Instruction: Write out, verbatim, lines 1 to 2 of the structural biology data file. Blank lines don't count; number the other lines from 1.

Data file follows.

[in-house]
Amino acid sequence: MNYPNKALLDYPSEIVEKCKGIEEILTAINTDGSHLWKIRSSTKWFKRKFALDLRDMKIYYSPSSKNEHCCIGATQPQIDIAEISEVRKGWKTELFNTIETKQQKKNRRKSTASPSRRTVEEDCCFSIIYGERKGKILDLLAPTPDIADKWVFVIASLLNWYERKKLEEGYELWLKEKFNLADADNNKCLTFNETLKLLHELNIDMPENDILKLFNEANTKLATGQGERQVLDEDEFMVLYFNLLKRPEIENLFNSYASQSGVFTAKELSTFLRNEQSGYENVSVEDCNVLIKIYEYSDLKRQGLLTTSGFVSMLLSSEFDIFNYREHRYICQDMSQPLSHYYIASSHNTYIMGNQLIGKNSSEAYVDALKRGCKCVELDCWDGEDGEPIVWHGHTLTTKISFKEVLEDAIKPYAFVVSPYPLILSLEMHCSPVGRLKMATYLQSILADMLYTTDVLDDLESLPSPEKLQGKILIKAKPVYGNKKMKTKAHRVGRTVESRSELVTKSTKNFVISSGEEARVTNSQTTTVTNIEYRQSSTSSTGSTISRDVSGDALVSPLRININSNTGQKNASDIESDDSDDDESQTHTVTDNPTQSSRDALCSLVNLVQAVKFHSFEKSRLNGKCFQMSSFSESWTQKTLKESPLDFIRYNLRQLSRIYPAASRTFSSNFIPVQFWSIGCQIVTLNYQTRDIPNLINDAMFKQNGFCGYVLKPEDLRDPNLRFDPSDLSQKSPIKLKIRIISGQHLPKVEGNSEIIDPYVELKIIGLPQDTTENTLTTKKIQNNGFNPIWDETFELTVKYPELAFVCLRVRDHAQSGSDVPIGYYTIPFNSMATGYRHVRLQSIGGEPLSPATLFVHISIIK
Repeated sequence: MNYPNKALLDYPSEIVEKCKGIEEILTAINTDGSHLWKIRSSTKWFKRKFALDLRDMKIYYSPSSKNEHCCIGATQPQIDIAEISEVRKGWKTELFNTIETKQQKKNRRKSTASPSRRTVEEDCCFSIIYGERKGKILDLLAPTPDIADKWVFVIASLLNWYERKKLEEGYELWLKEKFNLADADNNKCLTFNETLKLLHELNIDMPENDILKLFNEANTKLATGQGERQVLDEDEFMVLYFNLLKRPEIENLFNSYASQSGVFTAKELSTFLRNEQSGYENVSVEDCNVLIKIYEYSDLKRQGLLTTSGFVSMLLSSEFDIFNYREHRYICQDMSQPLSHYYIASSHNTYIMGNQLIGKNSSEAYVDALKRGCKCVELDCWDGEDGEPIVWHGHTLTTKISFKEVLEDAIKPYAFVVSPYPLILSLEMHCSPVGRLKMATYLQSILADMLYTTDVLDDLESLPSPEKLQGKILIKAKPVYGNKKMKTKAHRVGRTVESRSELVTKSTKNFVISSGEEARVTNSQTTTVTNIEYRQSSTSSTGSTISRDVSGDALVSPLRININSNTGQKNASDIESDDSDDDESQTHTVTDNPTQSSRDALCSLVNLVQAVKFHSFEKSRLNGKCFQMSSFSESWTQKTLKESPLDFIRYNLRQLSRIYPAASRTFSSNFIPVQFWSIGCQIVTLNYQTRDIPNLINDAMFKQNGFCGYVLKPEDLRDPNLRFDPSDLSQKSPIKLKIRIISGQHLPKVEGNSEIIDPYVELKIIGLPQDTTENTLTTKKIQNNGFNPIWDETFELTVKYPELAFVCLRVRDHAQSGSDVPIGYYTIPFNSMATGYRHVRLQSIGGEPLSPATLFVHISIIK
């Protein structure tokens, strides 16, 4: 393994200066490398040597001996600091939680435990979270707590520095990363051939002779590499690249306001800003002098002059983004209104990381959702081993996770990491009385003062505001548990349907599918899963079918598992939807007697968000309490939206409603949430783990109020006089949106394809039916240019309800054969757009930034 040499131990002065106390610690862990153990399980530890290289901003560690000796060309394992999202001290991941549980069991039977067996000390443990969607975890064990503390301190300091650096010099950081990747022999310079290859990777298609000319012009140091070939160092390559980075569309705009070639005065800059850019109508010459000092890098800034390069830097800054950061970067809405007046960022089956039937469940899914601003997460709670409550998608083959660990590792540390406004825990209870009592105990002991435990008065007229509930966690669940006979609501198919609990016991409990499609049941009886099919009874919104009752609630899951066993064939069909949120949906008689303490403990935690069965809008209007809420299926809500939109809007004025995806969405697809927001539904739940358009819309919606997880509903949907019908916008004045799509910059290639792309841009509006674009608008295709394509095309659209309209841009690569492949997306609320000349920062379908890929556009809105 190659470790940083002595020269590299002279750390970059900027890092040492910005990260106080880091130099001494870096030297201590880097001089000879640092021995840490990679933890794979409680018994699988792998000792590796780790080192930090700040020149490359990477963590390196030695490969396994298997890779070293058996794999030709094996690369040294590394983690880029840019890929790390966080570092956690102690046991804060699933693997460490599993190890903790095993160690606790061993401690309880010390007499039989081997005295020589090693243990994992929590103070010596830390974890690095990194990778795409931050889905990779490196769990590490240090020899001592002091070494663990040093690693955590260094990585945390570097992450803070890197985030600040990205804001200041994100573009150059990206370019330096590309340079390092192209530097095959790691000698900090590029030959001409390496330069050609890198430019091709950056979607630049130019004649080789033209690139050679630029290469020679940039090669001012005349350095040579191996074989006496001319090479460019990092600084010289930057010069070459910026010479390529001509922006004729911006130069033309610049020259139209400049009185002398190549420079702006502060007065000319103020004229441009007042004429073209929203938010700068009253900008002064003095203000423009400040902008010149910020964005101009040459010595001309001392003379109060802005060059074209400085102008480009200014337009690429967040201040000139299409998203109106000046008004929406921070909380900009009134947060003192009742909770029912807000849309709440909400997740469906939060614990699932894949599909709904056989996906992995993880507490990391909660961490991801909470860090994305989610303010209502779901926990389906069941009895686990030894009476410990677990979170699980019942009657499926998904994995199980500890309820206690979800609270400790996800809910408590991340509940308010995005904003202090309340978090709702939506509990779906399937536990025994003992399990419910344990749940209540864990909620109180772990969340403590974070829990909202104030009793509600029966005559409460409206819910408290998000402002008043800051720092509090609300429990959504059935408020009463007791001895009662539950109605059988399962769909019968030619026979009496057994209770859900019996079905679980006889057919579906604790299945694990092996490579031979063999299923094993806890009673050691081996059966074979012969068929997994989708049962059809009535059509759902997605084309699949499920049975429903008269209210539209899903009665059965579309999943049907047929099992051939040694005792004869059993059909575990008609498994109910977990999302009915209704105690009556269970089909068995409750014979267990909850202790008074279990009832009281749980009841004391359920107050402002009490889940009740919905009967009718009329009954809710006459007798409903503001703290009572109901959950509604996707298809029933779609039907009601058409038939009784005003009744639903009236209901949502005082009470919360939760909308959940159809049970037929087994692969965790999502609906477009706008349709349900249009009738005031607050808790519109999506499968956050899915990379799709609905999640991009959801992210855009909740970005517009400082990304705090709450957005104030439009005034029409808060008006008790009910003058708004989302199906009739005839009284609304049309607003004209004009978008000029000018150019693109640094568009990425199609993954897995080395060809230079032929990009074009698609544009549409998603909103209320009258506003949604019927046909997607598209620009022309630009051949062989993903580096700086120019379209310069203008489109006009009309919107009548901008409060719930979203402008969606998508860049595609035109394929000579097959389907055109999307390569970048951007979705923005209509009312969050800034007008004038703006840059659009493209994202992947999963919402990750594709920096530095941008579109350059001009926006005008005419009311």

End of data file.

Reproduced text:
[in-house]
Amino acid sequence: MNYPNKALLDYPSEIVEKCKGIEEILTAINTDGSHLWKIRSSTKWFKRKFALDLRDMKIYYSPSSKNEHCCIGATQPQIDIAEISEVRKGWKTELFNTIETKQQKKNRRKSTASPSRRTVEEDCCFSIIYGERKGKILDLLAPTPDIADKWVFVIASLLNWYERKKLEEGYELWLKEKFNLADADNNKCLTFNETLKLLHELNIDMPENDILKLFNEANTKLATGQGERQVLDEDEFMVLYFNLLKRPEIENLFNSYASQSGVFTAKELSTFLRNEQSGYENVSVEDCNVLIKIYEYSDLKRQGLLTTSGFVSMLLSSEFDIFNYREHRYICQDMSQPLSHYYIASSHNTYIMGNQLIGKNSSEAYVDALKRGCKCVELDCWDGEDGEPIVWHGHTLTTKISFKEVLEDAIKPYAFVVSPYPLILSLEMHCSPVGRLKMATYLQSILADMLYTTDVLDDLESLPSPEKLQGKILIKAKPVYGNKKMKTKAHRVGRTVESRSELVTKSTKNFVISSGEEARVTNSQTTTVTNIEYRQSSTSSTGSTISRDVSGDALVSPLRININSNTGQKNASDIESDDSDDDESQTHTVTDNPTQSSRDALCSLVNLVQAVKFHSFEKSRLNGKCFQMSSFSESWTQKTLKESPLDFIRYNLRQLSRIYPAASRTFSSNFIPVQFWSIGCQIVTLNYQTRDIPNLINDAMFKQNGFCGYVLKPEDLRDPNLRFDPSDLSQKSPIKLKIRIISGQHLPKVEGNSEIIDPYVELKIIGLPQDTTENTLTTKKIQNNGFNPIWDETFELTVKYPELAFVCLRVRDHAQSGSDVPIGYYTIPFNSMATGYRHVRLQSIGGEPLSPATLFVHISIIK